A Pointless Review of The X-Files Season 1 Episode 3 – Squeeze

Pointless Review

There was a time when I was unfamiliar with The X-Files‘ unholy trinity of Robert Patrick Modell, Donald Addie Pfaster, and Eugene Victor Tooms. I’d read about these iconic villains while perusing The X-Files message boards but as the summer of 1997 raged on, I had yet to see any of the episodes. Then one glorious day I saw Pusher and it planted itself permanently among my top 5 episodes. This was shortly followed by my watching Irresistible which scared and riveted the crap out of me (though its questionable what “riveting the crap out of” something even means). The stage was all set for Squeeze to blow my mind when in late 1998, it graced my television screen. How did it fare? Well like the graphs at the bottom of this review, my feelings for this episode are needlessly complex.

Lets start with the bad–Squeeze feels dated. Super old-school but not in a flattering way. There is a reddish hue to everything which I assume was director Harry Longstreet trying to make Scully vanish into the background. Seriously, she wears an unflattering red suit for most of the episode and her hair is the same color as the cinematography and everything just feels bland and monochromatic. Usually, episodes of The X-Files have a very modern look which keeps them feeling fresh even now in 2020. Not Squeeze though.

Not helping things is one of Mark Snow’s weaker scores. He incorporates some nice creepy cues when Tooms is stalking his victims but throughout the rest of the episode, the music falls flat. That motif during the microfiche scene is particularly uninspired; I get its supposed to highlight how exhausting the search is for Mulder and Scully but I doubt it’s purpose is also to lull me to sleep. I usually find myself engrossed by Mark Snow’s music but in Squeeze, the score leaves much to be desired.

So aesthetically, this episode doesn’t work for me. The X-Files in its beautiful prime is like a plate of crispy, juicy, authentic fried chicken. Squeeze is like a picture of KFC vegetarian fried chicken with a garish Instagram filter that has been compressed to reduce the file size.

But that’s just the look and the feel of the episode which is not everything. The rest of Squeeze is pretty damn good. Glen Morgan and James Wong were tasked with scripting the first episode not to deal with aliens and they do not play it safe. A good X-Files monster of the week (MOTW) may have one or two paranormal aspects going on. Maybe a vampire here, perhaps a Big Blue there, hey how about some psychic photography or two Kathy Griffins (well that’s a bad MOTW)? But Squeeze doesn’t aim low, no sir. Morgan and Wong decided “hey, let’s create a monster who can squeeze himself into tiny objects and stretch himself out…but you know what, lets make him eat livers as well because no one eats livers…and why not have him hibernate every kill cycle to make it really weird…and lets have him make a cocoon out of bile because bile is a fan favorite…and screw it, lets just make him more than a 100 years old!”. This was the first MOTW episode and throwing in what feels like every disparate idea should have been detrimental to the episode. But somehow, that audacity works. Everything coalesces perfectly into Eugene Victor Tooms.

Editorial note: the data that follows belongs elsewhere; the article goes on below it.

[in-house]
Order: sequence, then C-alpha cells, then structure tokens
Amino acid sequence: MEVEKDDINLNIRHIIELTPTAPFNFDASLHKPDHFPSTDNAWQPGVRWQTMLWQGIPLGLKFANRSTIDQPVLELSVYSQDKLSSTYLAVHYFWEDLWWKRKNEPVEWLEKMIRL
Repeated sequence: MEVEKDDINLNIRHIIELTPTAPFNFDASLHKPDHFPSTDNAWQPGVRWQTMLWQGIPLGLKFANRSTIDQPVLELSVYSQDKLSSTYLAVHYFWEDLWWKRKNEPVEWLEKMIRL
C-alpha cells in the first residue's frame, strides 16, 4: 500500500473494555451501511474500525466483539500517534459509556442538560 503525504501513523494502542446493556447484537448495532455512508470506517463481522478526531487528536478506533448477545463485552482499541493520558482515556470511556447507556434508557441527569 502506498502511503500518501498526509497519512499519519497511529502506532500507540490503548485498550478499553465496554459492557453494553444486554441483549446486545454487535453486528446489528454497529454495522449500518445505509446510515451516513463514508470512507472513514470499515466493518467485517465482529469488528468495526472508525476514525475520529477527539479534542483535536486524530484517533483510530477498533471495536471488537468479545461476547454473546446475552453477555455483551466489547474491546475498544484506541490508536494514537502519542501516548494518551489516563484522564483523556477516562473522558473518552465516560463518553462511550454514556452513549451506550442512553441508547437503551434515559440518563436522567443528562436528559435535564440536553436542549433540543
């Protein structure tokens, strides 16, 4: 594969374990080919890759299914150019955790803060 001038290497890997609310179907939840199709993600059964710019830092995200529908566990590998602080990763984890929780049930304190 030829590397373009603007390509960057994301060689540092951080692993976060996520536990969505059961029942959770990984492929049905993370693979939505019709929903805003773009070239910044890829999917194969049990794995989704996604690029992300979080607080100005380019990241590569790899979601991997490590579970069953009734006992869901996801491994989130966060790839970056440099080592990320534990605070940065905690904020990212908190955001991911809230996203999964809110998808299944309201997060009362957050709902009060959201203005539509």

Doug Hutchinson is perfect as Tooms, giving him this bizarre other-worldly aura while also seeming like he could pass off as normal. At times deathly still and silent and at other times utterly feral, Tooms is the perfect inaugural human monster for the show. He’s not a chatty foil for our duo like Modell and we don’t get much insight into his day to day like Donnie Pfaster. Instead, Squeeze focuses on watching Mulder and Scully put together the pieces on Tooms rather than develop Tooms in any sort of depth. And that’s the right decision…we don’t need to know his motivations or his childhood psychoses. We just need a chilling villain and Tooms is that.

When we aren’t watching them investigate Tooms, we are treated to some creepy set pieces which are the highlights (and only well-directed scenes) of the episode. I particularly enjoy the teaser and the scene where Mulder and Scully investigate Exeter Street. The teaser is masterful in revealing bit by bit how Tooms gets at his victims and its incredibly unsettling. The search through the apartment near the climax is absolutely soaked in atmosphere and has one of the best early examples of Mulder and Scully investigative banter.

Mulder: “Just hear me out Scully. What if there exists some sort of a genetic freak who likes to randomly stick his fingers into disgusting bile nests?”